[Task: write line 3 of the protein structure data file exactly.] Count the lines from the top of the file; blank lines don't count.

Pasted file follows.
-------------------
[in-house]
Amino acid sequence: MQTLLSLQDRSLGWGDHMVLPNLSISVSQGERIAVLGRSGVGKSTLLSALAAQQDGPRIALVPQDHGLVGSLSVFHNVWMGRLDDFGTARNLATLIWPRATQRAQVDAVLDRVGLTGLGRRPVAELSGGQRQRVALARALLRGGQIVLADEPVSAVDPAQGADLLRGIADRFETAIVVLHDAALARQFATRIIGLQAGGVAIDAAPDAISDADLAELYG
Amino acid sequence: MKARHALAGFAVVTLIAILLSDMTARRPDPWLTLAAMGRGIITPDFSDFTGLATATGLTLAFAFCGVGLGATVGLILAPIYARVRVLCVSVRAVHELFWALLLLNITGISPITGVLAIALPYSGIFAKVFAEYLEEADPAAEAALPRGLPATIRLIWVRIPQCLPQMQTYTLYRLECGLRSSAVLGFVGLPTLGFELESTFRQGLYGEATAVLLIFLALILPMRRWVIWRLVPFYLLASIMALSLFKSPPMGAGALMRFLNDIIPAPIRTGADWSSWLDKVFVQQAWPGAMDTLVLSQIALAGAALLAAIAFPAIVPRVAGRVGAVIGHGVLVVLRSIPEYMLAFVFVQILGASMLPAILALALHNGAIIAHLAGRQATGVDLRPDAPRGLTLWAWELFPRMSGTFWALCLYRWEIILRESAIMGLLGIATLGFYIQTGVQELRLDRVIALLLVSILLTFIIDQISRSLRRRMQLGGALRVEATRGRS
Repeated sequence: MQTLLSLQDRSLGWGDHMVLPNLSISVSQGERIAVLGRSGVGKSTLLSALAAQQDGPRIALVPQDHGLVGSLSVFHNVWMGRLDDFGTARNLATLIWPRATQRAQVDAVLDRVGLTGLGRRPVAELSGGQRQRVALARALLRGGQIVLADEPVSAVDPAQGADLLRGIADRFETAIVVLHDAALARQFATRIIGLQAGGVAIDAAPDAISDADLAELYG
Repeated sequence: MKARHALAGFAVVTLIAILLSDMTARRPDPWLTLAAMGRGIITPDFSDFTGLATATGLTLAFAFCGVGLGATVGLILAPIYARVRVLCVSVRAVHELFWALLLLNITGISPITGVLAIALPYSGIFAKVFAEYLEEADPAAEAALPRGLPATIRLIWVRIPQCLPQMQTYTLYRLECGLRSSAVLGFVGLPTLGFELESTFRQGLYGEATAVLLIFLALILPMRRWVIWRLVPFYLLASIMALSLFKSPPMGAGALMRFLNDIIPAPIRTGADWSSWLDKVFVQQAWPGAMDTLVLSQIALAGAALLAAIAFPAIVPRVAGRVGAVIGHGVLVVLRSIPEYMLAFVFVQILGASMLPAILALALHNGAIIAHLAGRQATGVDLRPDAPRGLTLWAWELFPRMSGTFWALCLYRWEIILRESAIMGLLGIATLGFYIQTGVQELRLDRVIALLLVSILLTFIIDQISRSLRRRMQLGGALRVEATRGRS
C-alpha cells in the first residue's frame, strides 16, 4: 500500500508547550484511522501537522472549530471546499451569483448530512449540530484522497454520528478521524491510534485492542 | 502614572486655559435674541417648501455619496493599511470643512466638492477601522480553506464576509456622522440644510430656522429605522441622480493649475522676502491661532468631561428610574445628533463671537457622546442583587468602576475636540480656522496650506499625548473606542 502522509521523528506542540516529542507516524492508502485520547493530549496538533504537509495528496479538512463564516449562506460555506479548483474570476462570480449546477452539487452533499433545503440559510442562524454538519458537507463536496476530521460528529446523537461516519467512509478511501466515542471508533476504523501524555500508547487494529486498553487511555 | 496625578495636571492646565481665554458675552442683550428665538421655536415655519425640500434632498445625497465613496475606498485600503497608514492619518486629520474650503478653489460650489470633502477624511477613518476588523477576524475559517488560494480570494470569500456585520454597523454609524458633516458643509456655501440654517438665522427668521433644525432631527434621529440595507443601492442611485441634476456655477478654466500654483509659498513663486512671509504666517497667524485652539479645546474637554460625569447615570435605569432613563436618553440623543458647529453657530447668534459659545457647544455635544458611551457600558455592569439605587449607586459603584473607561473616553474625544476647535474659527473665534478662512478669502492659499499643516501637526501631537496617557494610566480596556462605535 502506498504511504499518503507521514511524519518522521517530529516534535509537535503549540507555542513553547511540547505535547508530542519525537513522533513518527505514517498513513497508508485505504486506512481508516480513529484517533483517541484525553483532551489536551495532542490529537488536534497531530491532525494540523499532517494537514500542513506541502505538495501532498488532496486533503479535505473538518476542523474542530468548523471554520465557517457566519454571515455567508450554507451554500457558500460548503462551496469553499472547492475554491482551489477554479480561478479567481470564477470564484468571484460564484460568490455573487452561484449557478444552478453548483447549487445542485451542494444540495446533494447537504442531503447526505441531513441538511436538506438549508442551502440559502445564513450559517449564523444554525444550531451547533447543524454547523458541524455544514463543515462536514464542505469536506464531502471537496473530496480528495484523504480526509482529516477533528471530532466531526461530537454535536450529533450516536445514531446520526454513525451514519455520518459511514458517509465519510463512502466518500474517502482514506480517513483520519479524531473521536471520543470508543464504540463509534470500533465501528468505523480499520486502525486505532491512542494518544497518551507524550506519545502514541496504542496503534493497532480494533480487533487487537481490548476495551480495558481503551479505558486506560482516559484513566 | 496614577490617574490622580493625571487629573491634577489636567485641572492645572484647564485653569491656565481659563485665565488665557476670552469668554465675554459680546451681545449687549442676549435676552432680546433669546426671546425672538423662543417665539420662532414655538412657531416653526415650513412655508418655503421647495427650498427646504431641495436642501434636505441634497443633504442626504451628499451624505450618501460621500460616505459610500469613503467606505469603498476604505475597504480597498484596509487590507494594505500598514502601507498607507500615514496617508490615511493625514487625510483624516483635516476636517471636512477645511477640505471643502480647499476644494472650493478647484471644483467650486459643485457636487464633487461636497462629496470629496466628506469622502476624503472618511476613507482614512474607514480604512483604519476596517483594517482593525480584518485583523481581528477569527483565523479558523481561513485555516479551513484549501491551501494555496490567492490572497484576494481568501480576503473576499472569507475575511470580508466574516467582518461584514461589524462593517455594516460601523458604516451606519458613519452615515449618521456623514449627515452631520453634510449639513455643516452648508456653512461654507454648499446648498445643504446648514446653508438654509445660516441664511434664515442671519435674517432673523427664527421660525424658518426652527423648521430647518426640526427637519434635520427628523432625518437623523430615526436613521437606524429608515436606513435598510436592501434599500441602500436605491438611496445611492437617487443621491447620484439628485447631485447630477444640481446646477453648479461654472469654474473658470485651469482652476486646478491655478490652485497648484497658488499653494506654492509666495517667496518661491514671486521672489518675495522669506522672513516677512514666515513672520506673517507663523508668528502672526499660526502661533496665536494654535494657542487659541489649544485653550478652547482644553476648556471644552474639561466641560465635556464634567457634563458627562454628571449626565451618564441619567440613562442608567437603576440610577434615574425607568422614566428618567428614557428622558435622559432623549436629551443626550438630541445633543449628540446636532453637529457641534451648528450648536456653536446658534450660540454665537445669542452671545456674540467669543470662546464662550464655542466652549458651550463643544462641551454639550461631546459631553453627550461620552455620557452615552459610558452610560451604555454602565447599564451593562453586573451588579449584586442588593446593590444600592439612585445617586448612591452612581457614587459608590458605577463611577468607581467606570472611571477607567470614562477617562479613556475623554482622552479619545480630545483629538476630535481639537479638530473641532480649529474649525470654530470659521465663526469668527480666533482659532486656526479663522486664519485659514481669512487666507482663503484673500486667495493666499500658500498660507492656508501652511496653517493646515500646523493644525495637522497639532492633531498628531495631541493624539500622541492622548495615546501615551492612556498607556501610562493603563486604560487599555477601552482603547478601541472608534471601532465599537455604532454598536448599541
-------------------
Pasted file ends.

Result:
Amino acid sequence: MKARHALAGFAVVTLIAILLSDMTARRPDPWLTLAAMGRGIITPDFSDFTGLATATGLTLAFAFCGVGLGATVGLILAPIYARVRVLCVSVRAVHELFWALLLLNITGISPITGVLAIALPYSGIFAKVFAEYLEEADPAAEAALPRGLPATIRLIWVRIPQCLPQMQTYTLYRLECGLRSSAVLGFVGLPTLGFELESTFRQGLYGEATAVLLIFLALILPMRRWVIWRLVPFYLLASIMALSLFKSPPMGAGALMRFLNDIIPAPIRTGADWSSWLDKVFVQQAWPGAMDTLVLSQIALAGAALLAAIAFPAIVPRVAGRVGAVIGHGVLVVLRSIPEYMLAFVFVQILGASMLPAILALALHNGAIIAHLAGRQATGVDLRPDAPRGLTLWAWELFPRMSGTFWALCLYRWEIILRESAIMGLLGIATLGFYIQTGVQELRLDRVIALLLVSILLTFIIDQISRSLRRRMQLGGALRVEATRGRS